Yes, this is yet another rain-inspired story, after the one on Communist reading rooms. But such is the power of the Indian monsoon, that it can sway even the most stoic of minds. For comparison, the feelings and emotions associated with the deluge mirror those of when sighting the first of the cherry blossoms or even the Northern Lights. May be less, may be more. Any how, this post is about a fun tradition that has its roots in the picturesque villages of Goa, a popular tourist destination. And the feast of Sao Joao is a playful mix of religion, tradition, lots of merrymaking, and jumping into wells. Yes, wells. And oh, the event marks the six-month countdown to Christmas!
As global trade expanded through European conquests of the East Indies, the flow of Indian words into English gathered momentum. PHOTO: EDL
Recently, we discussed Indian classical music as a ground of collaborations and exchanges. Cultural hegemony aside, we’d rooted for the European violin which is a mainstay at temple concerts and for the clarinet and trombone, which we may be lucky to see in music arrangements. Today, it’s about language. About how India gave the world worlds including pundit, jungle, nirvana, and more.
“Ginger, pepper and indigo entered English via ancient routes: they reflect the early Greek and Roman trade with India and come through Greek and Latin into English,” says Kate Teltscher. “Ginger comes from Malayalam in Kerala, travels through Greek and Latin into Old French and Old English, and then the word and plant become a global commodity. In the 15th Century, it’s introduced into the Caribbean and Africa and it grows, so the word, the plant and the spice spread across the world.” “The Portuguese conquest of Goa dates back to the 16th Century, and mango, and curry, both come to us via Portuguese – mango began as ‘mangai’ in Malayalam and Tamil, entered Portuguese as ‘manga’ and then English with an ‘o’ ending,” she says.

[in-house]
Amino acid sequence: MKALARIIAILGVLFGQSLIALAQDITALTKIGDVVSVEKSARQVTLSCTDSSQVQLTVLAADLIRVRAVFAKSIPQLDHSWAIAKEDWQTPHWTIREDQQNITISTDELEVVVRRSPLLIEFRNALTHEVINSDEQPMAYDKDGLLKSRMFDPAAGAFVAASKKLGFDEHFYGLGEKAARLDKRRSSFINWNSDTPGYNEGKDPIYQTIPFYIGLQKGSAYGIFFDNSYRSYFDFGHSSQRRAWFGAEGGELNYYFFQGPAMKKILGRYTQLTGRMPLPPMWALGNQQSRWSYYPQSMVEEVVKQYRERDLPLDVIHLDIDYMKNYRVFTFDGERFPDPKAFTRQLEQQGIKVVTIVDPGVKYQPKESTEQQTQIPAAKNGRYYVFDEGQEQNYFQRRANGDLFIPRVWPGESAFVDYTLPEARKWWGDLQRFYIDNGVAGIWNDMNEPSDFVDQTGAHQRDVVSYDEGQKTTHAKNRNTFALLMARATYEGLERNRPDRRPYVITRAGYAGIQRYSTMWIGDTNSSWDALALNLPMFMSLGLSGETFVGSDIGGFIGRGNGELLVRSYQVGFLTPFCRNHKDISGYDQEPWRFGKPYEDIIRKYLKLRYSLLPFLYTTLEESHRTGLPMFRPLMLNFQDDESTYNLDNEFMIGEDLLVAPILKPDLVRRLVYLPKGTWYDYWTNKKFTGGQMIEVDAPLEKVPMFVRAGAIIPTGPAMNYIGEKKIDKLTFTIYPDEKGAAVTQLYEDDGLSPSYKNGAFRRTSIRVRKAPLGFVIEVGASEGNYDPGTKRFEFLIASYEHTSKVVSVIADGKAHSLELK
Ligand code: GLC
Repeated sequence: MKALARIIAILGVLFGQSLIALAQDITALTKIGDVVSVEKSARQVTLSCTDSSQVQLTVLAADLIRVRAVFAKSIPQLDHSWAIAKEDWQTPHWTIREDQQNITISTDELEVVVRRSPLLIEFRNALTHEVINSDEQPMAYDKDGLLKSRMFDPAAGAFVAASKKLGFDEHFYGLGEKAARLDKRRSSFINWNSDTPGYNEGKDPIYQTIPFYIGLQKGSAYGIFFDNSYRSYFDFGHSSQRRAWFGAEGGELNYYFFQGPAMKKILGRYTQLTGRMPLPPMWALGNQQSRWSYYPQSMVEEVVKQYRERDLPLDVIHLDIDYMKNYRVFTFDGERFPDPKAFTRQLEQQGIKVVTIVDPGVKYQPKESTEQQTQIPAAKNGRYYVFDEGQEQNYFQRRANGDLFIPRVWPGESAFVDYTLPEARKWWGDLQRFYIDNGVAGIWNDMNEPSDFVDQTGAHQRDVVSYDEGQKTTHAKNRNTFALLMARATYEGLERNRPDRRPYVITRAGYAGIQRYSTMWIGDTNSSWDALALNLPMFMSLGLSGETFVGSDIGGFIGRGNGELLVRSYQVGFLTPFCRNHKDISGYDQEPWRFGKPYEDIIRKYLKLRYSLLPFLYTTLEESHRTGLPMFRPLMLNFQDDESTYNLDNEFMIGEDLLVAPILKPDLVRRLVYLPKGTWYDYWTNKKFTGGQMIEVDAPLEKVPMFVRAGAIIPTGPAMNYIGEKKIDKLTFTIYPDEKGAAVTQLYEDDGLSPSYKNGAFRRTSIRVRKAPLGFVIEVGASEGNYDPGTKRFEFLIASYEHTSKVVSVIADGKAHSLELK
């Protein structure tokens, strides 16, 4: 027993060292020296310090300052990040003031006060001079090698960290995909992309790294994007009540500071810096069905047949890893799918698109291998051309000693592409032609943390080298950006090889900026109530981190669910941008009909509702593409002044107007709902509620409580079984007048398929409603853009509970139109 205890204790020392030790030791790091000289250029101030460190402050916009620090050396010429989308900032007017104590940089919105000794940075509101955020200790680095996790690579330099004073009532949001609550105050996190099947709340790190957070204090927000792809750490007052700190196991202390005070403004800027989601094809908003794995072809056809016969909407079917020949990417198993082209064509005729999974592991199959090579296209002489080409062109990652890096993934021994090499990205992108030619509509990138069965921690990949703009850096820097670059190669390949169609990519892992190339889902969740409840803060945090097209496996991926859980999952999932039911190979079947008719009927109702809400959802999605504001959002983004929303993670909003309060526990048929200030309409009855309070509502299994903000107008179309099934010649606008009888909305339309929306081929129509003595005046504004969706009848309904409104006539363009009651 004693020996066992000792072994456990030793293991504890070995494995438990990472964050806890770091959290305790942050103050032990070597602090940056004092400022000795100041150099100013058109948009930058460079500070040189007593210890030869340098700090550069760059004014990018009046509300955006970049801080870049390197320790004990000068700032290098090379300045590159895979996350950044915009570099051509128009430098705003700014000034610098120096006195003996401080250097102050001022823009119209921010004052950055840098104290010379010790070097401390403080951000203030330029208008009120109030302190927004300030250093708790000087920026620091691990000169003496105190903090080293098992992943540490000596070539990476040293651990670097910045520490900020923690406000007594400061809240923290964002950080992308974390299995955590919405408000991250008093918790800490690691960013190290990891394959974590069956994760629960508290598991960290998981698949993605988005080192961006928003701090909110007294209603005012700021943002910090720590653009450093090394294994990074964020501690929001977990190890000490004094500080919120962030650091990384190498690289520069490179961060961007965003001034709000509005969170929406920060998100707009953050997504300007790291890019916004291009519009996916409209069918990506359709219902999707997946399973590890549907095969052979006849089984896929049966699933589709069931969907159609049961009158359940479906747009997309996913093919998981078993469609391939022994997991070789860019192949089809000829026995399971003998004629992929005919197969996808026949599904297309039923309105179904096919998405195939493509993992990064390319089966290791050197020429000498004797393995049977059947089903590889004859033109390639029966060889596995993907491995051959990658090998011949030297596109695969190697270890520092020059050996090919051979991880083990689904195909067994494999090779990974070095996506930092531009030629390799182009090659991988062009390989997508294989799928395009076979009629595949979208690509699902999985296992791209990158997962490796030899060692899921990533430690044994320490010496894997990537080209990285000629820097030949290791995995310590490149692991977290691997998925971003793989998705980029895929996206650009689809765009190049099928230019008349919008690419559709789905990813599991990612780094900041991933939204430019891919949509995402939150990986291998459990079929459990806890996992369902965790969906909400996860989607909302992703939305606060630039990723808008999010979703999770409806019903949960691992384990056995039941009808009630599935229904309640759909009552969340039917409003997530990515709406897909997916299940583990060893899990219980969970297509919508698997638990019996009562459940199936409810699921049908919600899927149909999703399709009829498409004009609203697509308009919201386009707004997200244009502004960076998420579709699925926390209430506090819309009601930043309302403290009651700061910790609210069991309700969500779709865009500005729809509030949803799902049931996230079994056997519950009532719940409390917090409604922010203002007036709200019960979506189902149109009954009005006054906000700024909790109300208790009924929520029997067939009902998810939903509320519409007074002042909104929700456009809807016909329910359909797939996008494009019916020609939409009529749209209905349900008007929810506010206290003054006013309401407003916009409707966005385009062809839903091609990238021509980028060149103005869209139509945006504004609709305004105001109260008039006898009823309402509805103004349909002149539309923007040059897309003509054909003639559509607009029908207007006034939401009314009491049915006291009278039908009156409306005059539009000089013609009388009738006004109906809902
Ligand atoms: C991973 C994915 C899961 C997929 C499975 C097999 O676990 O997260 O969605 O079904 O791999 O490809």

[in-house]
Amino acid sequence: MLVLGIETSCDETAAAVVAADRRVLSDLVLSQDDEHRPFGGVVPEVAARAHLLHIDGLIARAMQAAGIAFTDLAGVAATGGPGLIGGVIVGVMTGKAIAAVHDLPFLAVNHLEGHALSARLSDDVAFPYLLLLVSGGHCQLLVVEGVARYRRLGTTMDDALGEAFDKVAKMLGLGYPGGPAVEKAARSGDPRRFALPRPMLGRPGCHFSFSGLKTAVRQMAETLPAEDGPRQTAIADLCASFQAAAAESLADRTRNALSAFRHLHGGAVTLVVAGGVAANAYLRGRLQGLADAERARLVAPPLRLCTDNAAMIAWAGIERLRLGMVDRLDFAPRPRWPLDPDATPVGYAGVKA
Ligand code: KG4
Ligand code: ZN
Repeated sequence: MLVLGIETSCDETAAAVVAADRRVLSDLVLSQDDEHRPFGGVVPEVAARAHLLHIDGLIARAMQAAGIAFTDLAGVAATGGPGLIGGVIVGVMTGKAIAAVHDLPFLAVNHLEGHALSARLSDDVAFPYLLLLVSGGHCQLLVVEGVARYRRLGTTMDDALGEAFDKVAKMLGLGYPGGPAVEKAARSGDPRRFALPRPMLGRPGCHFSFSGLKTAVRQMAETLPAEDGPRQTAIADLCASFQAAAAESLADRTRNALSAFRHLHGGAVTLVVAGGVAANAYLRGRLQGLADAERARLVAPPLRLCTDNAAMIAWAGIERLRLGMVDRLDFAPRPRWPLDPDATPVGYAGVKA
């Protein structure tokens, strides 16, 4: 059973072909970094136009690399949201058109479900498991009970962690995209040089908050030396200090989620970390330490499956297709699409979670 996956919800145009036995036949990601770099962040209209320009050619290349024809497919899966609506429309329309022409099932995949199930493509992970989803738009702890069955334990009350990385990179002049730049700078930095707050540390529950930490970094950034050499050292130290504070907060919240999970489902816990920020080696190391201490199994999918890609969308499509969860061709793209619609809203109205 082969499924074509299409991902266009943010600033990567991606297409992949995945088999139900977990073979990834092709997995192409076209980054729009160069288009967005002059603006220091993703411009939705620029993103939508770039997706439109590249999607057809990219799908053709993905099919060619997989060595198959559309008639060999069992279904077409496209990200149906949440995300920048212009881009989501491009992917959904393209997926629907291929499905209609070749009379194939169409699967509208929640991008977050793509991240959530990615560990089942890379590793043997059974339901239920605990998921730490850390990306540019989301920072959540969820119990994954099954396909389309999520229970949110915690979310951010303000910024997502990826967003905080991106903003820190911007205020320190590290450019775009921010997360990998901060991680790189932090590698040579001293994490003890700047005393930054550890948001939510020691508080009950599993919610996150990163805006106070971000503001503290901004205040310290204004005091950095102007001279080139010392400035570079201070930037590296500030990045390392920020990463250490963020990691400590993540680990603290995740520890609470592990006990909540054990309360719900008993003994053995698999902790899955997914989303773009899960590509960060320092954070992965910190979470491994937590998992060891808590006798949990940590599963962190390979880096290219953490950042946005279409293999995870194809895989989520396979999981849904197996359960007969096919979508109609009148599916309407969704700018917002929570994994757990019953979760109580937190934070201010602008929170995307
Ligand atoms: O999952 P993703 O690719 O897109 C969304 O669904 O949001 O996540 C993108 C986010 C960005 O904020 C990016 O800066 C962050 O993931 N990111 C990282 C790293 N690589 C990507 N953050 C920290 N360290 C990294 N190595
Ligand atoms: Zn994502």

View of the approaching storm on Vembanad Lake, from a Xandari Riverscapes houseboat.
Monsoon rains in Kerala – the greatest drama I’ve ever watched. They tick everything on Aristotle’s checklist for a good play. A country dried by summer and hoping on a good ending makes for a decent plot. Meet the characters. A thick blanket of menacing grey, humid air hugging skin. Gusty winds that uproot trees and power lines, darkness that comes calling even before night. And the stellar spectacle of a finale – prayers, predictions, and calculations answered in silvery drops. Stunning, stinging, and relieving all at once.
Writing this while watching blue and grey jostle in the skies, the earth still smelling of the last rain (petrichor is the word), I am reminded of the book I’m reading now. One that is as old as me, one befitting the best season in India. Alexander Frater’s Chasing the Monsoon.
“As a romantic ideal, turbulent, impoverished India could still weave its spell, and the key to it all – the colours, the moods, the scents, the subtle, mysterious light, the poetry, the heightened expectations, the kind of beauty that made your heart miss a beat – well, that remained the monsoon.”
― Alexander Frater, Chasing the Monsoon